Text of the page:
Night Court Season 1 Episode 7 Review: Train Court
It bears remembering that Night Court judges are all a little wacky.
Night Court Season 1 Episode 7 substitutes Abby’s sunny, good-natured wisdom of Solomon with the questionable cognitive abilities of Judge Flobert. In Abby’s absence, things get a little out of hand as the inmates take control of the madhouse… er, courthouse.
And Judge Stone proves here that she can mete out justice anywhere, especially when her prosecutor’s having an anxiety attack and needs something she can control.
It says something about Olivia’s will to thrive that she can grab onto a lifeline, even when it’s thrown by someone she finds incredibly annoying.
Not only does she fall in with Abby’s decision to hold court on a stuck subway car, but she is also genuinely invested, as always, in besting the opposing counsel in the case, although that means besting herself here.
Abby’s country mouse perspective seems a little overplayed at times.
While I’m sure New York living and “upstate” are vastly different, I feel like the days of sheltered rural sensibilities have gone the way of the ham radio.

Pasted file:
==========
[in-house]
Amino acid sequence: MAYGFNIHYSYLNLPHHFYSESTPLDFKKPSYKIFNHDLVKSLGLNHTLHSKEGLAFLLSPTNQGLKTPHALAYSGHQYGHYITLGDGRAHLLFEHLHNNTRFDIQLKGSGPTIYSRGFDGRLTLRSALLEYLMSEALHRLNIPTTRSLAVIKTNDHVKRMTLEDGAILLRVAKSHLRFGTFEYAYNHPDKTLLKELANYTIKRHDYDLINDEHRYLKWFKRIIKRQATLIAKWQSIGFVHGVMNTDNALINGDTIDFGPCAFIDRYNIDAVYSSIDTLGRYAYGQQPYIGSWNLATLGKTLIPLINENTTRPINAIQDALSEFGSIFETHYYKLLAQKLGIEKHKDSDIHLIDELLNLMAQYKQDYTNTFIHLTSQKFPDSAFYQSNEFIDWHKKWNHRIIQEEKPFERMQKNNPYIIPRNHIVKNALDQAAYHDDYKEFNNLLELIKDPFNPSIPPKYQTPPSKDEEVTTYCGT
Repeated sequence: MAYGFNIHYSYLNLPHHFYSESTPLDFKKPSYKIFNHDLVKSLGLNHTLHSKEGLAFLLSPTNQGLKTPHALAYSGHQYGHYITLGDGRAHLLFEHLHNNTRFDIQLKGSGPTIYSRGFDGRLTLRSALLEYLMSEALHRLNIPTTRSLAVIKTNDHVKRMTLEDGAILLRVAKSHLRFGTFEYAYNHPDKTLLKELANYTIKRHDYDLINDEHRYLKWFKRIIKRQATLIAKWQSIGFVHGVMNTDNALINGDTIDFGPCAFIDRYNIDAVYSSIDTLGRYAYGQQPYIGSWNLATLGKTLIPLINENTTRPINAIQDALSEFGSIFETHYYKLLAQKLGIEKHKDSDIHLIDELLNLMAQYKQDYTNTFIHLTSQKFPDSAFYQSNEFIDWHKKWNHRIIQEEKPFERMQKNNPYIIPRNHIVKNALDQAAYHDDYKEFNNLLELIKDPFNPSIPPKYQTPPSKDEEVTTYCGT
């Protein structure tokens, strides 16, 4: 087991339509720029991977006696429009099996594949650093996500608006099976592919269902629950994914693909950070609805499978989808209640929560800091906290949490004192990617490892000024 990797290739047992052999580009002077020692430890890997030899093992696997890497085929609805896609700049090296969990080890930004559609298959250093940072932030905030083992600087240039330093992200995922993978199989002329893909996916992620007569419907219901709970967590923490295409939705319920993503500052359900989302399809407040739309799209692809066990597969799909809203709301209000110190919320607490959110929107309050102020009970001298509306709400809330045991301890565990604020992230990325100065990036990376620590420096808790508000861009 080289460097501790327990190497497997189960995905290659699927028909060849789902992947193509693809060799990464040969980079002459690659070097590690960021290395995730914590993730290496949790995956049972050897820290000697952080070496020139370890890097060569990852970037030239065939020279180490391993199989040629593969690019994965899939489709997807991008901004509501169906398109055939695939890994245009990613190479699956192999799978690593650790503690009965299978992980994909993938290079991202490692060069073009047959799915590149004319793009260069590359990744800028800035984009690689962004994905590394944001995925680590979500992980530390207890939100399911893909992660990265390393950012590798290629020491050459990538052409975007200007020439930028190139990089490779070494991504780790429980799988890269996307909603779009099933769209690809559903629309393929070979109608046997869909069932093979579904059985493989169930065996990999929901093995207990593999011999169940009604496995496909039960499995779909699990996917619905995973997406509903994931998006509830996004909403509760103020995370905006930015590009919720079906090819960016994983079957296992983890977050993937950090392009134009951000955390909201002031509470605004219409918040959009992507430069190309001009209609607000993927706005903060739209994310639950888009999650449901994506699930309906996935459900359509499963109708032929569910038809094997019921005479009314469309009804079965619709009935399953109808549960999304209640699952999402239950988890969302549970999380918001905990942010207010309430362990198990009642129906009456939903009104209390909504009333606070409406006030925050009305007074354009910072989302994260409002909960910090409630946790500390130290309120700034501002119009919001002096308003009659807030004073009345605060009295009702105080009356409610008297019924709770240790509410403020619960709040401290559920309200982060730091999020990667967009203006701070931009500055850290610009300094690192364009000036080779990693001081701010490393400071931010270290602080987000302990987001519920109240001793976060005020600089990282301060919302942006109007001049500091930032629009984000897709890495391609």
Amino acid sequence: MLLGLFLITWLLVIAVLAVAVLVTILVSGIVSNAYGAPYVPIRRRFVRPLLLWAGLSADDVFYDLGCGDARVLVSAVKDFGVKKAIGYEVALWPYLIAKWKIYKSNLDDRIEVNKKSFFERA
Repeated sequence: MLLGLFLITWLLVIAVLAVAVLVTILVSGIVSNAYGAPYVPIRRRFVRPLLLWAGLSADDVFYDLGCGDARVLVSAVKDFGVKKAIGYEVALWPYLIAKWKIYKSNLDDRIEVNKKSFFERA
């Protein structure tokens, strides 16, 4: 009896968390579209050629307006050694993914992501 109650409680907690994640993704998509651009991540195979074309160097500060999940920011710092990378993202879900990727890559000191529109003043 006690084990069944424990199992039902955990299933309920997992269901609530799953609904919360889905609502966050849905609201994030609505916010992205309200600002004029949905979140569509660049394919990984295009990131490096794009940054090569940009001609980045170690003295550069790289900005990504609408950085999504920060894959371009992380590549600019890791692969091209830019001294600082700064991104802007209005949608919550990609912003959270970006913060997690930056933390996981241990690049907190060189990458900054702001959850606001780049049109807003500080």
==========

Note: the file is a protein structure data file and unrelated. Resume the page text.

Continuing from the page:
In large part, I suspect they play it up as foundational grounds for Abby’s optimistic outlook.
Personally, I think being Harry Stone’s daughter would’ve been enough optimism DNA to Pollyanna-up any demographic. In a sample size of one — although we have no idea whether Abby has any siblings — it’s guaranteed to lean towards rainbows and unicorns.
Gurgs, always the sympathetic one, sees her need to help Abby love NYC, and the opportunity to make up for her own lost celebrity encounter aligns when Lipinski and Weir turn up in the courtroom.
Leave it to our best bailiff to catch one tidbit about Abby’s personal life and turn it into a hyperbolic mission.
It’s hard being new in town. Your whole life you hear about how magical New York is. And when you get here, it’s just scaffolding and weird puddles.
And as is her wont, Gurgs takes it all the way into the end zone, playing every strategy in her book until she’s forced to pull out the emotional bazooka, the missed chance to meet “Macho Man” Randy Savage.
Meeting your heroes isn’t always great. When I was ten, I met my favorite astronaut. And she screamed and bit my hand. But in the Commander’s defense, she was a squirrel monkey.